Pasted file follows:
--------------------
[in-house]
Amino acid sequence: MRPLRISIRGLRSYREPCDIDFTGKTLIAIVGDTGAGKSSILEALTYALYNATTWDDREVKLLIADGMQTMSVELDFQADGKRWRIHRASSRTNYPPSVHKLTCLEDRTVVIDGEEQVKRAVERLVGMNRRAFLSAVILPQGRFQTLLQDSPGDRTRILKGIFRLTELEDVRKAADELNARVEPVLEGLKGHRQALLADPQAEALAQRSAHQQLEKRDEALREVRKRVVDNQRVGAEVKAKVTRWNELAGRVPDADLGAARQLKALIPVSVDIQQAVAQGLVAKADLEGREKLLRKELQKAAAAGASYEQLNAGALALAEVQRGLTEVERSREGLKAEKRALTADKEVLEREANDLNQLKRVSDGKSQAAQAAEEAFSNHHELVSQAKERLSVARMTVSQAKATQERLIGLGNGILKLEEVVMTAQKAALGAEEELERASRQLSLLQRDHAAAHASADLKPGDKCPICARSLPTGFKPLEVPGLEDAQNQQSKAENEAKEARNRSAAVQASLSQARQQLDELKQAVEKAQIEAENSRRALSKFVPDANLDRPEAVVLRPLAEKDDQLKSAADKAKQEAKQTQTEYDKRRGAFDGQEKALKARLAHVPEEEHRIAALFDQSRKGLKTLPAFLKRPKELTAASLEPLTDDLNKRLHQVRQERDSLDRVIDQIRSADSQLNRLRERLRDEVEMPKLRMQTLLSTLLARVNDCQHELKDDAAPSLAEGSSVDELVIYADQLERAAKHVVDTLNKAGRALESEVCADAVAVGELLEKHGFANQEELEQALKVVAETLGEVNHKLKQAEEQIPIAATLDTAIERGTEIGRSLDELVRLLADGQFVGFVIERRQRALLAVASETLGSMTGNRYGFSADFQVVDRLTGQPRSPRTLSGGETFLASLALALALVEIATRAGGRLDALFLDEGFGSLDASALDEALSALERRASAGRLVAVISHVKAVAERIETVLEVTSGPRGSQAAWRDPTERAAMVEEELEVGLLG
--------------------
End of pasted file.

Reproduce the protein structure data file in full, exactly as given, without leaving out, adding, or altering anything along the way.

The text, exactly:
[in-house]
Amino acid sequence: MRPLRISIRGLRSYREPCDIDFTGKTLIAIVGDTGAGKSSILEALTYALYNATTWDDREVKLLIADGMQTMSVELDFQADGKRWRIHRASSRTNYPPSVHKLTCLEDRTVVIDGEEQVKRAVERLVGMNRRAFLSAVILPQGRFQTLLQDSPGDRTRILKGIFRLTELEDVRKAADELNARVEPVLEGLKGHRQALLADPQAEALAQRSAHQQLEKRDEALREVRKRVVDNQRVGAEVKAKVTRWNELAGRVPDADLGAARQLKALIPVSVDIQQAVAQGLVAKADLEGREKLLRKELQKAAAAGASYEQLNAGALALAEVQRGLTEVERSREGLKAEKRALTADKEVLEREANDLNQLKRVSDGKSQAAQAAEEAFSNHHELVSQAKERLSVARMTVSQAKATQERLIGLGNGILKLEEVVMTAQKAALGAEEELERASRQLSLLQRDHAAAHASADLKPGDKCPICARSLPTGFKPLEVPGLEDAQNQQSKAENEAKEARNRSAAVQASLSQARQQLDELKQAVEKAQIEAENSRRALSKFVPDANLDRPEAVVLRPLAEKDDQLKSAADKAKQEAKQTQTEYDKRRGAFDGQEKALKARLAHVPEEEHRIAALFDQSRKGLKTLPAFLKRPKELTAASLEPLTDDLNKRLHQVRQERDSLDRVIDQIRSADSQLNRLRERLRDEVEMPKLRMQTLLSTLLARVNDCQHELKDDAAPSLAEGSSVDELVIYADQLERAAKHVVDTLNKAGRALESEVCADAVAVGELLEKHGFANQEELEQALKVVAETLGEVNHKLKQAEEQIPIAATLDTAIERGTEIGRSLDELVRLLADGQFVGFVIERRQRALLAVASETLGSMTGNRYGFSADFQVVDRLTGQPRSPRTLSGGETFLASLALALALVEIATRAGGRLDALFLDEGFGSLDASALDEALSALERRASAGRLVAVISHVKAVAERIETVLEVTSGPRGSQAAWRDPTERAAMVEEELEVGLLG